As Hurricane Sandy barrels toward the New York metro area, airlines canceled flights in and out of all local airports, triggering a massive ripple effect worldwide.
The Category 1 hurricane threatened to bring a near halt to air travel for at least two days in a key region for domestic and international flights.
Kennedy, LaGuardia, Newark Liberty, Westchester and Stewart airports canceled all flights in the nation's busiest airspace. According to the flight-tracking service FlightAware, nearly 7,500 flights had been grounded on Monday and Tuesday.
Westchester County Airport's operations division said some airlines might resume operations Tuesday but it's unlikely there will be a full slate of flights until Wednesday.
The Port Authority of New York and New Jersey said Monday that travelers shouldn't even go to the airports.
"Travelers should consult with their airlines for the status of flights before coming to the airport," according to an advisory on the Port Authority's website.
Hurricane Sandy stranded passengers nationwide and in far-flung destinations throughout Europe and Asia. Airlines canceled or delayed flights to New York and Washington from cities that are major travel hubs including London, Paris, Tokyo and Hong Kong.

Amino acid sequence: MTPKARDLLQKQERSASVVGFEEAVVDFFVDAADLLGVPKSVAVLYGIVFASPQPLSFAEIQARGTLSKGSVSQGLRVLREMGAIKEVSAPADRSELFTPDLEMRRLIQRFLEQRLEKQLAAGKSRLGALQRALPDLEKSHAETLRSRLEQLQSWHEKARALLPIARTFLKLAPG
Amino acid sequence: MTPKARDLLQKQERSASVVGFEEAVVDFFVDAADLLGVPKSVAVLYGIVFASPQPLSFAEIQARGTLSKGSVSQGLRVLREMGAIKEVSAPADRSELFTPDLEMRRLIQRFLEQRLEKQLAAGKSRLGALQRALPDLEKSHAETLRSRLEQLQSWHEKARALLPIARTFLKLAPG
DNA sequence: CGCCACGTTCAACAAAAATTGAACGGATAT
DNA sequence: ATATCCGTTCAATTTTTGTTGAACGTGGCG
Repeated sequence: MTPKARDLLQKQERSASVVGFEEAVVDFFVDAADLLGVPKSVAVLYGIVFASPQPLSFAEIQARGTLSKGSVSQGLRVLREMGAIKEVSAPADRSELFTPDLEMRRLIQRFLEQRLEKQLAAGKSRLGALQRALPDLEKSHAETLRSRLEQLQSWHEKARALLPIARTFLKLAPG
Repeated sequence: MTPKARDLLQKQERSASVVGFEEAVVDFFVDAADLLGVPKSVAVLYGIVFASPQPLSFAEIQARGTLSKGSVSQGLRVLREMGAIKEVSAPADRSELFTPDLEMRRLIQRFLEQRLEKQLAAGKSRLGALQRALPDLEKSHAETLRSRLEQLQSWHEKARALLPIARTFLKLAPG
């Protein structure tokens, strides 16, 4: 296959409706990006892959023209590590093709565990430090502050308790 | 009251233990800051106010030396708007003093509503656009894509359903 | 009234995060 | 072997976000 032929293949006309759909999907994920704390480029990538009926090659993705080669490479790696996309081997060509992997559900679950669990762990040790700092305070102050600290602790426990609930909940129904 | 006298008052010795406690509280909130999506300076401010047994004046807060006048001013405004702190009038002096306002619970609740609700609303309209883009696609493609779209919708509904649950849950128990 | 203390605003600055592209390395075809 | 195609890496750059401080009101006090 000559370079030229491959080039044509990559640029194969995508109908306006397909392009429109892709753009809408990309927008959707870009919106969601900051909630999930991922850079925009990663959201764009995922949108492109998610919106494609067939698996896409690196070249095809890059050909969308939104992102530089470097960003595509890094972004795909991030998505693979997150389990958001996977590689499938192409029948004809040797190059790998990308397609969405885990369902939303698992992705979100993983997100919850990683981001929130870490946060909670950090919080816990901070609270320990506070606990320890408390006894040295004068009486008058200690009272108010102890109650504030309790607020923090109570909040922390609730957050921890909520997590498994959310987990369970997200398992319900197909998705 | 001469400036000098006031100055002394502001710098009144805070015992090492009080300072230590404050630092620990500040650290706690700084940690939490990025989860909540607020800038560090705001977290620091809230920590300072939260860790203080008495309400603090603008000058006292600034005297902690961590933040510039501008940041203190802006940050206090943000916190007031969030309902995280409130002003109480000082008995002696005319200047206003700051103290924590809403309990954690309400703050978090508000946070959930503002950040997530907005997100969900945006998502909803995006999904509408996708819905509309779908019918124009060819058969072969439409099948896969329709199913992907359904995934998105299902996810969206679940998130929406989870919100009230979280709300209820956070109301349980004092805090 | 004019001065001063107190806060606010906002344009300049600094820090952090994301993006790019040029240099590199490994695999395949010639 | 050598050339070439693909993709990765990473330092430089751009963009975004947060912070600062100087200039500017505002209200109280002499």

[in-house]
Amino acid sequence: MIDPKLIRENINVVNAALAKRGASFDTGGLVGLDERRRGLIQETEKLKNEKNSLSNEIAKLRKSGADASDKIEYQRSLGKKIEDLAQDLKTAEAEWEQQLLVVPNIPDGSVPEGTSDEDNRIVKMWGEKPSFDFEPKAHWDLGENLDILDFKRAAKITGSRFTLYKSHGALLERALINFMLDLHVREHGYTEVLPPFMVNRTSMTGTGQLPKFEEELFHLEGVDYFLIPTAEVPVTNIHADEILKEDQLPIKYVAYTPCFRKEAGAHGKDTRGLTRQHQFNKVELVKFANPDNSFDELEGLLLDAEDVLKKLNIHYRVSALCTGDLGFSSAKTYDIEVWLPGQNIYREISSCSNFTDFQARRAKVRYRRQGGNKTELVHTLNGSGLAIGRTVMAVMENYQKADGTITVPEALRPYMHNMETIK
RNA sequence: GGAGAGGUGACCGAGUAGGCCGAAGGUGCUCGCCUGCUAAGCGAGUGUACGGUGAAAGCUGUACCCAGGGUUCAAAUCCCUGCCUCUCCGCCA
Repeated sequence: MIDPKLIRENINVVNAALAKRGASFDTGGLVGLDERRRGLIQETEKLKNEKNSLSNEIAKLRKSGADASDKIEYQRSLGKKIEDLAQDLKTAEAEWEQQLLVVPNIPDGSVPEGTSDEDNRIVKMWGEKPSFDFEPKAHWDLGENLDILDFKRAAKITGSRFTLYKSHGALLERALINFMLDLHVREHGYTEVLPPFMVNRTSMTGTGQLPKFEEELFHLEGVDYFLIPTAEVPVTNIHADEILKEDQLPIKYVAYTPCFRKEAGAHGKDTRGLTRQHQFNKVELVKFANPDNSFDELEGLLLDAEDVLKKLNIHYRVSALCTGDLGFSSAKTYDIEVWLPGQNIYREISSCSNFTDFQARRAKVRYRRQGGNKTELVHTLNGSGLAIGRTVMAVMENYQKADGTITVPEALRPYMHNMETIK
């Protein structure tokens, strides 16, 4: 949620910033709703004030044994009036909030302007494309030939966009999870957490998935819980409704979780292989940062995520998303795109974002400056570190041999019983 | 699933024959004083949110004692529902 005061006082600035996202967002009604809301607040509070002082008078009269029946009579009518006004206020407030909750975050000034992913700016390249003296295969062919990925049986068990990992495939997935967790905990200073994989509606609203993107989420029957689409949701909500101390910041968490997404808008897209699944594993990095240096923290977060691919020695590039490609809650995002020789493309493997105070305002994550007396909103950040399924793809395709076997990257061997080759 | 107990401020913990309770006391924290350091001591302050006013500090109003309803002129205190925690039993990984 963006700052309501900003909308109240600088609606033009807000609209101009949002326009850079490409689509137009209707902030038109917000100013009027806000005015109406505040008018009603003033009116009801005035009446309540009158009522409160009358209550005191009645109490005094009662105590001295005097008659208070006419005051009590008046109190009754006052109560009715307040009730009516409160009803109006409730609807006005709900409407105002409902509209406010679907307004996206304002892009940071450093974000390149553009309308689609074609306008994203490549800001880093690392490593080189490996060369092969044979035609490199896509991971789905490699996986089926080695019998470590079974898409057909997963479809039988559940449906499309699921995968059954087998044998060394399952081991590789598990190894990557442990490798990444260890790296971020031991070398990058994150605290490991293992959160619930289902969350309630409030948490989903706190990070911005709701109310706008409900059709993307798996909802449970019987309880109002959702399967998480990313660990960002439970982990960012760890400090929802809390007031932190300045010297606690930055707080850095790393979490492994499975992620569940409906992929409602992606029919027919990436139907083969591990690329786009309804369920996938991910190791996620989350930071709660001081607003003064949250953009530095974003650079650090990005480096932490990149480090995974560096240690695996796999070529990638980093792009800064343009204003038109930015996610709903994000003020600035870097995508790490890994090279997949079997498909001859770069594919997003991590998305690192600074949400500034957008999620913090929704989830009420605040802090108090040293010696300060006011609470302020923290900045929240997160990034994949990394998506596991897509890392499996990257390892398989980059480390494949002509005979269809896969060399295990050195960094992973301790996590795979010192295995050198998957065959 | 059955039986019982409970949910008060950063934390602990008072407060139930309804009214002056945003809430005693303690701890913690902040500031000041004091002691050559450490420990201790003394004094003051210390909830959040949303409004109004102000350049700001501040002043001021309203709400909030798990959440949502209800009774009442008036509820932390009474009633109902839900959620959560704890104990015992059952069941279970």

Businessman Alan Shrem was trying to return home to Boca Raton, Fla., but his Monday morning Cathay Pacific flight from Hong Kong to Kennedy Airport was canceled. He could be stuck in Hong Kong for nearly a week because the next available seat is Sunday.
"They just say: Yeah, it's a pretty big waiting list," said Shrem. In the meantime, he'll have to fork out $400 a night to continue staying at a nearby hotel. The airline won't pay for accommodation for stranded passengers if delays are weather related.
All flights from Paris to Boston, New York, Philadelphia and Washington -- a total of 14 -- were canceled.
Frankfurt airport canceled 12 flights, with German carrier Lufthansa scrapping three to the Northeast and one out of Newark. British Airways had to cancel all its flights to and from New York, Newark, Baltimore, Washington DC, Boston and Philadelphia -- a total of 20.